Although Allen was influenced by gospel heavyweights like James Cleveland, his ringing guitar style and finely etched songs bore the marks of rock-and-roller Chuck Berry. “At that time in my life, Chuck Berry was like a superhuman, superhero the way he played guitar,” said Allen. "And while I was concentrating on the gospel, I was very much interested in the secular world of music too.”
By the early '70s, after releasing a single on the tiny Reflect label, Allen and his group were primed and ready to break nationally. Naturally, they headed to nearby Detroit to try to land a contract with Michigan music institution Motown.
"We tried to go to Motown, but Motown didn't do gospel at all," recalls Allen. "The next step was to go to Stax Records, and they didn't do gospel at the time either. But [Stax label heads] Jim Stewart and Al Bell liked what they heard, and so they called my manager to tell him they were interested — and interested to the point of trying to possibly come up with a new way to get this record out."
That new way was the formation of The Gospel Truth Records, which would become a spiritual arm for the soul label that would go on to release albums by Rev. Maceo Woods, Louise McCord, 21st Century, and the Rev. Jesse Jackson’s People’s Choir of Operation Push.
"It was a first for Stax, and we were the first ones to record on that label," said Allen. "There's no way we would've gotten the first record out had it not been for Stax having that kind of faith in us. When you got a record company that will say we believe so much in this artist that we will create a label for them. Well, I'm forever grateful for that."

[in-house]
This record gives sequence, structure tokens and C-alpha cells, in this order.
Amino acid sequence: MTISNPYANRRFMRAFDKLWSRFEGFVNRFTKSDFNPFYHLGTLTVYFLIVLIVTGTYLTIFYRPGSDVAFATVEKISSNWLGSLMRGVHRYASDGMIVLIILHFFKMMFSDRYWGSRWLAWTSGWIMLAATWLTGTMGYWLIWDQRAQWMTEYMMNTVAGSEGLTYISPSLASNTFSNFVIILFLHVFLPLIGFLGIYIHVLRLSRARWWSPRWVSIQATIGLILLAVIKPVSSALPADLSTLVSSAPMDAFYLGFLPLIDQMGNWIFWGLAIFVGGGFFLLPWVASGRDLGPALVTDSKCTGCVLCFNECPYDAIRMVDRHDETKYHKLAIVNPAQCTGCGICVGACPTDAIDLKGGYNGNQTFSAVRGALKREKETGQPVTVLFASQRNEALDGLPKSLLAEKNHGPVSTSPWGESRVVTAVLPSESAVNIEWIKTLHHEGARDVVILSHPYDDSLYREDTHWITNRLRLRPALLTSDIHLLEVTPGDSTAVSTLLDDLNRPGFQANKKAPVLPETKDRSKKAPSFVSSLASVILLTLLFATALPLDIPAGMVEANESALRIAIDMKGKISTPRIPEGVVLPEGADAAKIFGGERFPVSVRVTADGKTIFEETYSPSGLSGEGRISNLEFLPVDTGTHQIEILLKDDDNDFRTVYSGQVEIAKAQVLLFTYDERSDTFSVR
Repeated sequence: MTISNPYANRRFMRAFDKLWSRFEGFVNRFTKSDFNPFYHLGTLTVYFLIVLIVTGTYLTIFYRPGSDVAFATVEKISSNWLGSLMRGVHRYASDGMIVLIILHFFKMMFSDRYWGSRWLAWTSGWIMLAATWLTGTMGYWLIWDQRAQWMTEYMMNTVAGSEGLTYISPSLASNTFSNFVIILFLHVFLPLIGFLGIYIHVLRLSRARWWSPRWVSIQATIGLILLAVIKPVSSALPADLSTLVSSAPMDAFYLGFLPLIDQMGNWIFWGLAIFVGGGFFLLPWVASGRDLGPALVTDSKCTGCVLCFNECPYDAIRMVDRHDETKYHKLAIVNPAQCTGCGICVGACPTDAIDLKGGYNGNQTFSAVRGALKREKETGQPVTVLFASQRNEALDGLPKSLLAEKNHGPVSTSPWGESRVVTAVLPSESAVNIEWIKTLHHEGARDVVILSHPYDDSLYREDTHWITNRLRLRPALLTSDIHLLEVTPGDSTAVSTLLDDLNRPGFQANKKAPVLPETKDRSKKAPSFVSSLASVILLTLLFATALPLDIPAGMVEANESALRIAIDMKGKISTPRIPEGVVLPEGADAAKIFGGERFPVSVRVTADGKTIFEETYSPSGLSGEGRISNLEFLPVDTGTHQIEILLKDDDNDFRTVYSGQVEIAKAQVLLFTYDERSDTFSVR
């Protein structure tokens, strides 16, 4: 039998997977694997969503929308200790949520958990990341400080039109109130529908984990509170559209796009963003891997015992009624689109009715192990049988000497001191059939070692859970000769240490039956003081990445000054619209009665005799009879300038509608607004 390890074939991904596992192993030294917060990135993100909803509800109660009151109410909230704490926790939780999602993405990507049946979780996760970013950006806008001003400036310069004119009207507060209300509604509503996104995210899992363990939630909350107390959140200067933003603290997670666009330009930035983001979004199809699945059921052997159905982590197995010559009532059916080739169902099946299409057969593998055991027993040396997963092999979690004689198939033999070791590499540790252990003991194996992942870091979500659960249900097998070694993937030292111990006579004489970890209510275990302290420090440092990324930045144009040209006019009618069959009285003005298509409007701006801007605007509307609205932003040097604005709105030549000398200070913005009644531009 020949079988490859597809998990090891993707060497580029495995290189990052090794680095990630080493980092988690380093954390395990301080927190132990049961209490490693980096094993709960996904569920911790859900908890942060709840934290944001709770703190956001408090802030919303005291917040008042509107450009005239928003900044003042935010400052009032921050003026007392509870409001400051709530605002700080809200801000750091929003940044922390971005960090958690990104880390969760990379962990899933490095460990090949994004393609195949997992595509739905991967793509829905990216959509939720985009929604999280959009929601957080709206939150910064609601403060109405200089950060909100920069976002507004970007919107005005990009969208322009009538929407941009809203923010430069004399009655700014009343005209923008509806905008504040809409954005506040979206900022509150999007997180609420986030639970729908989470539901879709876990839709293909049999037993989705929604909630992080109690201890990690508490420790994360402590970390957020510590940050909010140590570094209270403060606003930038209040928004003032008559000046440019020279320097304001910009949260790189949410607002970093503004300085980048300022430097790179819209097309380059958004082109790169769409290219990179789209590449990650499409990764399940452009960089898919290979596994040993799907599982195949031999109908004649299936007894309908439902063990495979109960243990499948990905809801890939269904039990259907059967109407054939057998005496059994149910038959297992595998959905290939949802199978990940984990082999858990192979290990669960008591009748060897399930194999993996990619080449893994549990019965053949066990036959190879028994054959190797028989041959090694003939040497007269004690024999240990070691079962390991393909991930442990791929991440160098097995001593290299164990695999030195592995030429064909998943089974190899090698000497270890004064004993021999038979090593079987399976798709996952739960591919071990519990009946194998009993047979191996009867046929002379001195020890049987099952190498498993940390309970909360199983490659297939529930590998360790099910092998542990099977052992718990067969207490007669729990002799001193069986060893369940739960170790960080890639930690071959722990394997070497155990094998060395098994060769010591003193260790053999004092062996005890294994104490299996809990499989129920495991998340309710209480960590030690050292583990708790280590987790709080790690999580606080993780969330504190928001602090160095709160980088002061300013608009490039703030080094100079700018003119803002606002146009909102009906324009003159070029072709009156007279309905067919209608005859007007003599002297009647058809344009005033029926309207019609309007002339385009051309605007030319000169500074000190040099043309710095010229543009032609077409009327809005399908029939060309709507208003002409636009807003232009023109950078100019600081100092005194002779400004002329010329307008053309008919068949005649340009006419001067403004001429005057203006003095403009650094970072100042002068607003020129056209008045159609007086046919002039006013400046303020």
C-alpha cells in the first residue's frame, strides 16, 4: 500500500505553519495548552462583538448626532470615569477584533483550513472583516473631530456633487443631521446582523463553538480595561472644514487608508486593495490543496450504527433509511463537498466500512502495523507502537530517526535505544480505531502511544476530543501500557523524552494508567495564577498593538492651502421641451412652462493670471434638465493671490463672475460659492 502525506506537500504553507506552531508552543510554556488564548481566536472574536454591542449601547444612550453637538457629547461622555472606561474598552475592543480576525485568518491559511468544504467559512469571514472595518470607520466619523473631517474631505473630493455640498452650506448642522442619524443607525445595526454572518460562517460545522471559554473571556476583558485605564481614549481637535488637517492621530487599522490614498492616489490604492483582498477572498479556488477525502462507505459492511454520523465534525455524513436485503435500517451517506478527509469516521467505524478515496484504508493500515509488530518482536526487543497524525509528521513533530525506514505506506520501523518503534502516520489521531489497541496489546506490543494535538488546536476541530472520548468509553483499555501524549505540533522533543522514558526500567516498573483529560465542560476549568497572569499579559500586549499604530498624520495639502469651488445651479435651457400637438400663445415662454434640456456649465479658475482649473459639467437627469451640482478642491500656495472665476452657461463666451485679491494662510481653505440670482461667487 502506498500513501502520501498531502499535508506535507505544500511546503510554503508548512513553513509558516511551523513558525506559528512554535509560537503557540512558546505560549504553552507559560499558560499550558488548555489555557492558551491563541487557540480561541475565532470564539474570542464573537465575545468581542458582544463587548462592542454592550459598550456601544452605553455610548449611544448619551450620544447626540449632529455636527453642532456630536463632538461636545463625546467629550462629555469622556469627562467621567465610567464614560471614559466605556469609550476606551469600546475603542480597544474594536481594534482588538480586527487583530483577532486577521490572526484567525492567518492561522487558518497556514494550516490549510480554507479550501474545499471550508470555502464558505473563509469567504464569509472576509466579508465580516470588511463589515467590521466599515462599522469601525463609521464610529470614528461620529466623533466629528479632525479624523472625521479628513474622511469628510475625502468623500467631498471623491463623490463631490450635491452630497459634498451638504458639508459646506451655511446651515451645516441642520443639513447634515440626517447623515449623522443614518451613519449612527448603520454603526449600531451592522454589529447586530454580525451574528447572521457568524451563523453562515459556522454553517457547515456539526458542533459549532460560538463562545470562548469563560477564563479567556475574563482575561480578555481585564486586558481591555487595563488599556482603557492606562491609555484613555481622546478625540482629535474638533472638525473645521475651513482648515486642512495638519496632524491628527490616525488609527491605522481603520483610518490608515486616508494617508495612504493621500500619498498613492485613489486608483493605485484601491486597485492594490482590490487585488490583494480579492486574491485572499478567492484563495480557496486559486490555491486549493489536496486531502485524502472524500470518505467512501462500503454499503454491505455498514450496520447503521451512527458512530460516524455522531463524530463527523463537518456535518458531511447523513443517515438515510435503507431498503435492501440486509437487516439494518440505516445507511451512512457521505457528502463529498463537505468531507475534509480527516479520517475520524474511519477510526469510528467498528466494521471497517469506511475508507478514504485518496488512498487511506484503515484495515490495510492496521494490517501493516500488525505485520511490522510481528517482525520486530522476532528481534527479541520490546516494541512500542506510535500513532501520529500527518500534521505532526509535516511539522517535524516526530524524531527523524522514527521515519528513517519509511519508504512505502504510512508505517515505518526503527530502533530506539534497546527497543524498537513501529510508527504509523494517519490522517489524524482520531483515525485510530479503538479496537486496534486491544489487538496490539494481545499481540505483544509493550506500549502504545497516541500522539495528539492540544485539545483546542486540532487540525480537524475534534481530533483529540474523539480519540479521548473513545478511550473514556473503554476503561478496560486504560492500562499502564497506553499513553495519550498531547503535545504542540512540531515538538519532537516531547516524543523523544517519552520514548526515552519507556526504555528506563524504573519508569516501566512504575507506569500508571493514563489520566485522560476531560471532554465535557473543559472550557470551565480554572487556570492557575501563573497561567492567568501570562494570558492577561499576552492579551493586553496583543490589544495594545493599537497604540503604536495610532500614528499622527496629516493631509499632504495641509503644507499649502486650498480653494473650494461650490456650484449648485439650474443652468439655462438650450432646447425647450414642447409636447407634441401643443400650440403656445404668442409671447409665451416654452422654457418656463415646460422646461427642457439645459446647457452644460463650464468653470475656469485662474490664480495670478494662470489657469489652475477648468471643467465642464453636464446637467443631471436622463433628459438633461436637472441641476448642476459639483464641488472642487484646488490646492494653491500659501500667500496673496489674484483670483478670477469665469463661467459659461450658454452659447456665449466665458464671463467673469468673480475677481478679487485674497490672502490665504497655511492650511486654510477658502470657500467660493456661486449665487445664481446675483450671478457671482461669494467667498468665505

After signing to Stax, the Allen Group would eventually come to Memphis to record, absorbing the city's musicians and players.
"That was a mega, mega step for us. We started studying the musicians down there: people like Duck Dunn and Al Jackson and Bobby Manuel, Lester Snell. We were just amazed by the way they were able to play. We basically went to school on them," said Allen. "That's the reason why, even today, all these many years later, when you listen to our music, you hear the real rich Stax flavor in there."
In 1989, Allen moved to Toledo, Ohio, where he began preaching at the New Bethel Church of God in Christ. In between his ministry, Allen would remain a stalwart presence on the gospel circuit and continued to record and perform.
A frequent visitor to Memphis and Soulsville, he appeared at the Stax 50th anniversary concert in 2007 and visited the Stax Museum and Music Academy numerous times over the past decade.
Allen’s early-‘70s output had actually been given a renewed focus in recent weeks, as Craft Recordings released “The Gospel Truth: Complete Singles Collection,” a retrospective chronicling the Stax imprint that Allen helped usher into existence.
According to COGIC officials, a private memorial service will be held for Allen this week.